For the scripture saith unto Pharaoh, Even for this same purpose have I raised thee up, that I might shew my power in thee, and that my name might be declared throughout all the earth. Therefore hath he mercy on whom he will have mercy, and whom he will he hardeneth. Thou wilt say then unto me, Why doth he yet find fault? For who hath resisted his will? Nay but, O man, who art thou that repliest against God? Shall the thing formed say to him that formed it, Why hast thou made me thus? Hath not the potter power over the clay, of the same lump to make one vessel unto honour, and another unto dishonour? What if God, willing to shew his wrath, and to make his power known, endured with much longsuffering the vessels of wrath fitted to destruction: And that he might make known the riches of his glory on the vessels of mercy, which he had afore prepared unto glory, Even us, whom he hath called, not of the Jews only, but also of the Gentiles?(Romans 9:17-24)
In making his apologetic about why Israel has not yet made the transition into the New Covenant, Paul spoke of the freedom of God. God has the prerogative to have mercy on whom He wills and to harden whosoever it pleases him to harden.Israel has become like Pharaoh, she so often hardened her heart to God’s pleadings, that eventually God himself hardened Israel’s heart as a Judgment.
The allegory from scripture that the apostle draws from, is from the prophet Jeremiah’s visit to the Potters house.
The word which came to Jeremiah from the Lord, saying, Arise, and go down to the potter’s house, and there I will cause thee to hear my words. Then I went down to the potter’s house, and, behold, he wrought a work on the wheels. And the vessel that he made of clay was marred in the hand of the potter: so he made it again another vessel, as seemed good to the potter to make it. Then the word of the Lord came to me, saying, O house of Israel, cannot I do with you as this potter? saith the Lord. Behold, as the clay is in the potter’s hand, so are ye in mine hand, O house of Israel.(Jeremiah 18:1-5)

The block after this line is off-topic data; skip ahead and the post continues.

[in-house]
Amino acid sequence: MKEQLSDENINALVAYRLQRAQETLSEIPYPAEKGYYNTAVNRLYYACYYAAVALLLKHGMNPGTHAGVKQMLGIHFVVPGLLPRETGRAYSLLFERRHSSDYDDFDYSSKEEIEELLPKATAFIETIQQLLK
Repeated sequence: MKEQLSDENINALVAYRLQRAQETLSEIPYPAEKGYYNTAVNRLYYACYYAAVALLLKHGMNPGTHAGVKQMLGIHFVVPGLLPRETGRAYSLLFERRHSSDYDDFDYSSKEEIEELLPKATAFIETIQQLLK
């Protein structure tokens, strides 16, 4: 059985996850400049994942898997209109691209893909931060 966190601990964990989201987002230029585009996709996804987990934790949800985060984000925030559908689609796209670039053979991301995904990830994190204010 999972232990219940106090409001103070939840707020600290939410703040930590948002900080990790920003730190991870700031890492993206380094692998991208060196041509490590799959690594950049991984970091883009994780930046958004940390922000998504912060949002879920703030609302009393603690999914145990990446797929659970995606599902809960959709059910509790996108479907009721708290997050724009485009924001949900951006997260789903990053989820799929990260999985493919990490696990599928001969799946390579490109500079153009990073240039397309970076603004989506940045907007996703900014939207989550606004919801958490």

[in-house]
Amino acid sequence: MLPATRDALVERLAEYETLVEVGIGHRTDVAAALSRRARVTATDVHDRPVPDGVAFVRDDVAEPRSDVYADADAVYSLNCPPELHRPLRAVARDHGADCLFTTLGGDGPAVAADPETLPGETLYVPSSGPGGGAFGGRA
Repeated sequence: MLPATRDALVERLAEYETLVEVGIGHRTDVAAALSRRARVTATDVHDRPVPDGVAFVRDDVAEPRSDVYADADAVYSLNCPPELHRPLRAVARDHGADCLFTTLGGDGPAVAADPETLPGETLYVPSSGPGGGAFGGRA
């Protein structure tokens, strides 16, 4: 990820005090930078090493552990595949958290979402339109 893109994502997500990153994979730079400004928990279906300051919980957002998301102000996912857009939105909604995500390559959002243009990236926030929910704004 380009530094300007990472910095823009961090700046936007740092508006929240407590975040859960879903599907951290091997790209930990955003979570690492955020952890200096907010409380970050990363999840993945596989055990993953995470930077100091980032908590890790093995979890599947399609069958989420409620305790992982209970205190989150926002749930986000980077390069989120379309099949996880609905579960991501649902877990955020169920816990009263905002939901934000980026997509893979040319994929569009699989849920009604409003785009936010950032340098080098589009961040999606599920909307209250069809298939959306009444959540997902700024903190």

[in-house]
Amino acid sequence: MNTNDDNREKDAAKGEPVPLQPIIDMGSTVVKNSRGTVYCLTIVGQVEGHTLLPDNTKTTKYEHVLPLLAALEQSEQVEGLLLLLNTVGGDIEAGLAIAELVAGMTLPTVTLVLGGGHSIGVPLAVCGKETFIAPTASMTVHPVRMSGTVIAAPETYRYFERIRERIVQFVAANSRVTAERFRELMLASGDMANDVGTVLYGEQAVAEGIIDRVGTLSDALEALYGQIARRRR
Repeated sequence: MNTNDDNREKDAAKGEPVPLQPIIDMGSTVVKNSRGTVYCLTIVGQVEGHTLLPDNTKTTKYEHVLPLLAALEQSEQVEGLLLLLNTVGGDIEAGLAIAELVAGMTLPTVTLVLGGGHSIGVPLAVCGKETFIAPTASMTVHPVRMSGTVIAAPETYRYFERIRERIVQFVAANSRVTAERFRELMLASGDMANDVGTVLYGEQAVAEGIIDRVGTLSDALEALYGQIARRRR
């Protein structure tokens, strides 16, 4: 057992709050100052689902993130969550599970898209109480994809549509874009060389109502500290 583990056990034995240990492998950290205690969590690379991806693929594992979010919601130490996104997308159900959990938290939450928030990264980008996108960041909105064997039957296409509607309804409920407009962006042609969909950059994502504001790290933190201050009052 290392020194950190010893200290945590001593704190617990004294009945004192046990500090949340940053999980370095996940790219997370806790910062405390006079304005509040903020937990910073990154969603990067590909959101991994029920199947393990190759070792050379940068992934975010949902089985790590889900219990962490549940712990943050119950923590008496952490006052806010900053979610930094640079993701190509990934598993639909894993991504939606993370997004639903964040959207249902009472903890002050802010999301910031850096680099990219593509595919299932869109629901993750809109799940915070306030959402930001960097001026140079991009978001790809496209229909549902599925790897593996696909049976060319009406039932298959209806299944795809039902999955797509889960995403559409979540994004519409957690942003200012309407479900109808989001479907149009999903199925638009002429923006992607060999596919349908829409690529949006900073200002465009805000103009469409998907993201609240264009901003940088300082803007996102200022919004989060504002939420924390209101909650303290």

What did Jeremiah see? The ancient Potter would select the finest clay, and pick out carefully any and all pebbles, or anything that would cause a flaw in the clay. He would knead and water the clay, and get it worked to just the right consistency before he would put it on the spinning wheel.
He would then begin to spin the wheel, and handle the clay gently to shape it (hopefully) into a beautiful vessel. In the process, there would be instances where the clay would collapse or prove resistance to shaping. But the potter of old would patiently re-fold the lump of clay in on itself, water it again, and begin the process all over again. One had to be long-suffering to be a potter, because this process would be repeated several times in the making of a fine vessel.
But if the clay proves to be incorrigible, and unworkable, what does the Potter do? Jeremiah’s potter would still use the clay, but not for a beautiful vessel, rather a crude pot push as a spittoon or a chamber pot.
In the Exodus, God chose to use Pharaoh. He could have been used of God as the Persian King Cyrus was, but he resisted God, and instead became a byword and witness to the wrath of God on hard-hearted men. Pharaoh was going to be used of God, one way or the other.
So also Israel. God had prepared her, worked with her with His own hands, kneading her gently, folding her in herself, and making many new starts, in order to shape her into a beautiful vessel of truth and witness. But she proved incorrigible, hardening her heart, and resisting God. Therefore for the present she is a different type of witness. Israel has become a byword and a witness to the World in her estrangement from God and in the judgments that have come upon her, even as Moses warned her;
And thou shalt become an astonishment, a proverb, and a byword, among all nations whither the Lord shall lead thee.(Deuteronomy 28:37)
Jeremiah was instructed again to go back to the Potter’s house and to by the crude earthenware bottle, and in the presence of all of elders of Judah, smash the bottle down into the valley of Hinnom, (Gehenna,Hell) as a testimony of the coming destruction of the temple and the captivity of the people.
This is the “vessel” fit for destruction Paul speaks of. Pharaoh and Israel testify to all of us. God would have made something beautiful of them, He would have used them to magnify His name in mercy. But they must magnify his name nonetheless. Pharaoh stands forever as a symbol of the end of God resistance. Israel has yet a future and a hope as we shall see.
God is the Sovereign potter, and would shape our lives into something beautiful and useful. But we must allow him to shape us and mold us, and not resist him. He is Sovereign. He is going to use us, one way or another. If we stay tender and workable He can make something of our lives as a witness to all of his goodness.
But if we constantly resist Him, He will make us into a witness of something else; the judgment, misery and ruin of those who will not be shaped by Him. There can be no successful resistance to Him with whom we have to do!